A road built from plastic is slated for development in Jeffrey’s bay, South Africa. The Kouga municipality in the Eastern Cape has announced the development of a road built from plastic waste, the first of its kind in Africa. The project was formally announced on the 11th of March 2019.
Horatio Hendricks, the Executive Mayor of the Kouga Municipality, has encouraged the decision as a way to deal with declining road quality; “The backlog in road repairs for our region is estimated to be more than R500-million. While Kouga is strong financially, we simply do not have the rates base to deal with this backlog decisively. The DA-led Kouga Council has, therefore, been looking for innovative ways to slay this giant since taking power in the municipality in 2016.”
The road tackles the issue of plastic waste whilst creating jobs and addressing the problem of road maintenance and development in South Africa. The municipality will be partnering South African engineers with Scottish company, MacRebur, in order to tackle the project.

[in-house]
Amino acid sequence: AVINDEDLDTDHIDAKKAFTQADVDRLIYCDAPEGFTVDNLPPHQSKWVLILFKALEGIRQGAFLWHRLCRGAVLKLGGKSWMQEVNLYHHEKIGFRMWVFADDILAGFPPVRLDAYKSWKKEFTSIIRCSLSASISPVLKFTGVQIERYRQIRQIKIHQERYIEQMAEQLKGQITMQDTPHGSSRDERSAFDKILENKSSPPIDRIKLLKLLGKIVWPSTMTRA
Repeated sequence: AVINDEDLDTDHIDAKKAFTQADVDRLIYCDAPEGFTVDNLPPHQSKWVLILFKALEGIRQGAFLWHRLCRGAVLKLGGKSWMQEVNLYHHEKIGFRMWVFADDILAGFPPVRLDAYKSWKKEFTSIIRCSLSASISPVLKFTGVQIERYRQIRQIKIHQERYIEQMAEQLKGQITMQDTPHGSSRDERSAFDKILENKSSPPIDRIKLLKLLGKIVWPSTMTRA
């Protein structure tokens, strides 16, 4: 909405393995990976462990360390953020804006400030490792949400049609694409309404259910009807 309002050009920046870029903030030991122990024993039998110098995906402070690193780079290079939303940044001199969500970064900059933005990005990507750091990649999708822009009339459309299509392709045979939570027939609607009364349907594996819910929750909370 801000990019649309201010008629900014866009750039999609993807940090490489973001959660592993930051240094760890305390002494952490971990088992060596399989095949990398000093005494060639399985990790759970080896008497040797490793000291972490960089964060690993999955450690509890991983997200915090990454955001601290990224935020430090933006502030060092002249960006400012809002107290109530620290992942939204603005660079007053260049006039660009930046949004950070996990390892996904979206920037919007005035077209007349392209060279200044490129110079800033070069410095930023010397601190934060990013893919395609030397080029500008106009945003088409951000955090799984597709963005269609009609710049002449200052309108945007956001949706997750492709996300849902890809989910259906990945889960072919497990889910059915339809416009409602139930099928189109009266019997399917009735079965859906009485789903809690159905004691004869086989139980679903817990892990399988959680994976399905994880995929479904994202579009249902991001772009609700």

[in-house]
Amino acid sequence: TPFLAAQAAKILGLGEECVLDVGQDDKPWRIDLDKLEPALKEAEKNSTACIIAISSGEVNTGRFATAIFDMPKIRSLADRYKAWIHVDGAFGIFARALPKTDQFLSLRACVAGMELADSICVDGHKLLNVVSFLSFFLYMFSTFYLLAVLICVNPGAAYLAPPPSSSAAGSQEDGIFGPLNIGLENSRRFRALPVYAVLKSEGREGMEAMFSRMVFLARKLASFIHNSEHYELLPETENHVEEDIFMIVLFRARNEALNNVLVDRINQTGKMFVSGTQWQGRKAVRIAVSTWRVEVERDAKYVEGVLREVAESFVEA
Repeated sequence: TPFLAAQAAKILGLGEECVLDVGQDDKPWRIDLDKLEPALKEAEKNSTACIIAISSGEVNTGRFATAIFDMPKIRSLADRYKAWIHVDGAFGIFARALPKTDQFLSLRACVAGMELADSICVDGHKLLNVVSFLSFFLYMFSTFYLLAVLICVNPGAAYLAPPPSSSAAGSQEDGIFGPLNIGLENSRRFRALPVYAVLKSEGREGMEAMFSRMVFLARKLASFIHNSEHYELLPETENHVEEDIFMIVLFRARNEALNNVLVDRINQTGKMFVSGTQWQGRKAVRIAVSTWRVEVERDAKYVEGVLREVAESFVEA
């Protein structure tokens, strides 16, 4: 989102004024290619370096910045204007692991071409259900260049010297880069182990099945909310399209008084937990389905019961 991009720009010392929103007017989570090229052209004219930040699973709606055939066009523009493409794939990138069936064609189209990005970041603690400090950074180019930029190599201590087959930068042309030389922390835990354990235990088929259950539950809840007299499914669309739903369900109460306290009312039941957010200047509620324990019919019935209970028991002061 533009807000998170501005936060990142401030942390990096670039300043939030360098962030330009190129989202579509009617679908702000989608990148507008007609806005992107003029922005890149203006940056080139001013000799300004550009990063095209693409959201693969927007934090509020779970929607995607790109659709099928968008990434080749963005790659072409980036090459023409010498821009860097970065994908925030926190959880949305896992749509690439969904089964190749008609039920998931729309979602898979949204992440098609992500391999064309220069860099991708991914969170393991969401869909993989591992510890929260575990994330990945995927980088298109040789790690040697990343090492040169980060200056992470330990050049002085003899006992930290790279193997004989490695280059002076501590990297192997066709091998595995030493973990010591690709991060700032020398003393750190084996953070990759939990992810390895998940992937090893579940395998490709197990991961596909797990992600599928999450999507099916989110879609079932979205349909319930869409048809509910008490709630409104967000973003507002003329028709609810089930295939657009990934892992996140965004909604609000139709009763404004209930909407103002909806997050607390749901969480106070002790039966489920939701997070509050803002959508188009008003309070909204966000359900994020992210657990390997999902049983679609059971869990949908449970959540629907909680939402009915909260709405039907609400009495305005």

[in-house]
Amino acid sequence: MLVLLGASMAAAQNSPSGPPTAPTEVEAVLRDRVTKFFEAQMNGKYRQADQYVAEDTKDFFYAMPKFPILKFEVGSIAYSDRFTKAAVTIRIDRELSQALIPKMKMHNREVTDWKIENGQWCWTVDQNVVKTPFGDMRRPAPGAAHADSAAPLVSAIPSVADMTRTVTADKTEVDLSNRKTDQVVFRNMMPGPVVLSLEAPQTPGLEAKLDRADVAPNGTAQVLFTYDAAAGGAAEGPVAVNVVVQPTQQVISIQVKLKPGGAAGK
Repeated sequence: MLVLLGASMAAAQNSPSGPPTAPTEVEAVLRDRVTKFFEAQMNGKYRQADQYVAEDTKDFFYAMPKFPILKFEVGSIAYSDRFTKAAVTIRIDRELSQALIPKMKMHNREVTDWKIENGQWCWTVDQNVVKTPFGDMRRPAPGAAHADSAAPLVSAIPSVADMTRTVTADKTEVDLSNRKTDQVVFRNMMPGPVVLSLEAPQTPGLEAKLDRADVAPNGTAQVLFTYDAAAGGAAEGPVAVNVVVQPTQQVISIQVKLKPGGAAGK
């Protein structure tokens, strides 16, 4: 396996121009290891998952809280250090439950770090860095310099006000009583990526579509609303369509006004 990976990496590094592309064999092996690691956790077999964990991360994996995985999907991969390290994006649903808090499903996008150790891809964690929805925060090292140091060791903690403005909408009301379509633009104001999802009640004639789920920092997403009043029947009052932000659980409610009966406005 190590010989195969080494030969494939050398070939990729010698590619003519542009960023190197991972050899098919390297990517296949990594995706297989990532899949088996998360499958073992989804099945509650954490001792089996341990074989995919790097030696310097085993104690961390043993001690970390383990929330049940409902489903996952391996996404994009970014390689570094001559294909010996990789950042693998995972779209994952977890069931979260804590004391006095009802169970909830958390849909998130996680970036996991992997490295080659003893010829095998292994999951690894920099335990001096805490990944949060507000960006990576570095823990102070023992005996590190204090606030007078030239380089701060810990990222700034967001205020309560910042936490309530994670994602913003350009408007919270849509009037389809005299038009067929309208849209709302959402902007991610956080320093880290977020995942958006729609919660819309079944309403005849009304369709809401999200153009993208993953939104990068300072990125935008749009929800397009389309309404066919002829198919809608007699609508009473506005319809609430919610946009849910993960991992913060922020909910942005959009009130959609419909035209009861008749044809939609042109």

This approach makes use of non-recyclable plastic waste, transforming them into pellets which replace much of the conventional bitumen component of traditional asphalt mix. This solution alleviates the problem of plastic waste as well as infrastructure development, showcasing that plastic waste can be harnessed to create sustainable and innovative solutions. An estimated 1,8 million plastic bags can be used to create just one kilometre of road, reducing the plastic waste present in oceans and landfills. Plastic road surface is cheaper and easier to maintain than traditional tar roads, less prone to potholes and more durable overall.
The project will commence with a trial in April, creating a stretch of road 1km long. This is a culmination of more than a year’s planning by the municipal government. Similar initiatives have been successful in India, the UK as well as parts of Europe.
For the trial, plastic waste will be imported from Scotland. However, the goal is ultimately to establish a factory in Kouga to produce the pellets locally, ensuring job creation in the area.